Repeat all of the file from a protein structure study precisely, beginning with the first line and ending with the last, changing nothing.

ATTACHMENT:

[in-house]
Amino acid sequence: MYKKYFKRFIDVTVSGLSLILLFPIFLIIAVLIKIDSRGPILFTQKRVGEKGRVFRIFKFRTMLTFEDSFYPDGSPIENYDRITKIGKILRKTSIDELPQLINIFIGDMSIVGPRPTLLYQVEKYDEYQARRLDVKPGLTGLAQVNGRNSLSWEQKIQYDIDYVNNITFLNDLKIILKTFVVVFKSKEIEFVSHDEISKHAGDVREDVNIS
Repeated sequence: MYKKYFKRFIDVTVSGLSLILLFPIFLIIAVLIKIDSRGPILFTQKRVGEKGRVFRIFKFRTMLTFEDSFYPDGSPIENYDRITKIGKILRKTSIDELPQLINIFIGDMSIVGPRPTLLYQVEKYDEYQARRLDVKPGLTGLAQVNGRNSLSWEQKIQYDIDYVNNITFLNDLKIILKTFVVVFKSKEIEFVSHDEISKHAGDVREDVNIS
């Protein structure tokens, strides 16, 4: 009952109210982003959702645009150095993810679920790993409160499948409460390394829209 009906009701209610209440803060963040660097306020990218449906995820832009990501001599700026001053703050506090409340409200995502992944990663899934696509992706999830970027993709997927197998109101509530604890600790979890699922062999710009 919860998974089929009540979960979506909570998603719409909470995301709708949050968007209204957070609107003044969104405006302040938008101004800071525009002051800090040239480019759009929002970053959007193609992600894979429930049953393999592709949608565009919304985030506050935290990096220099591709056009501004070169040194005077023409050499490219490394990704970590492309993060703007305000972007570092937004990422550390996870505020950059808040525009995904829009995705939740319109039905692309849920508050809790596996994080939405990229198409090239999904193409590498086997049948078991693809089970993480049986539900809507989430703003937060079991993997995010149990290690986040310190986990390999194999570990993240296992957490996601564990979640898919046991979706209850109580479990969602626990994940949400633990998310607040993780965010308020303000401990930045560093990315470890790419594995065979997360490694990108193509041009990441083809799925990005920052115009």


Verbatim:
[in-house]
Amino acid sequence: MYKKYFKRFIDVTVSGLSLILLFPIFLIIAVLIKIDSRGPILFTQKRVGEKGRVFRIFKFRTMLTFEDSFYPDGSPIENYDRITKIGKILRKTSIDELPQLINIFIGDMSIVGPRPTLLYQVEKYDEYQARRLDVKPGLTGLAQVNGRNSLSWEQKIQYDIDYVNNITFLNDLKIILKTFVVVFKSKEIEFVSHDEISKHAGDVREDVNIS
Repeated sequence: MYKKYFKRFIDVTVSGLSLILLFPIFLIIAVLIKIDSRGPILFTQKRVGEKGRVFRIFKFRTMLTFEDSFYPDGSPIENYDRITKIGKILRKTSIDELPQLINIFIGDMSIVGPRPTLLYQVEKYDEYQARRLDVKPGLTGLAQVNGRNSLSWEQKIQYDIDYVNNITFLNDLKIILKTFVVVFKSKEIEFVSHDEISKHAGDVREDVNIS
């Protein structure tokens, strides 16, 4: 009952109210982003959702645009150095993810679920790993409160499948409460390394829209 009906009701209610209440803060963040660097306020990218449906995820832009990501001599700026001053703050506090409340409200995502992944990663899934696509992706999830970027993709997927197998109101509530604890600790979890699922062999710009 919860998974089929009540979960979506909570998603719409909470995301709708949050968007209204957070609107003044969104405006302040938008101004800071525009002051800090040239480019759009929002970053959007193609992600894979429930049953393999592709949608565009919304985030506050935290990096220099591709056009501004070169040194005077023409050499490219490394990704970590492309993060703007305000972007570092937004990422550390996870505020950059808040525009995904829009995705939740319109039905692309849920508050809790596996994080939405990229198409090239999904193409590498086997049948078991693809089970993480049986539900809507989430703003937060079991993997995010149990290690986040310190986990390999194999570990993240296992957490996601564990979640898919046991979706209850109580479990969602626990994940949400633990998310607040993780965010308020303000401990930045560093990315470890790419594995065979997360490694990108193509041009990441083809799925990005920052115009």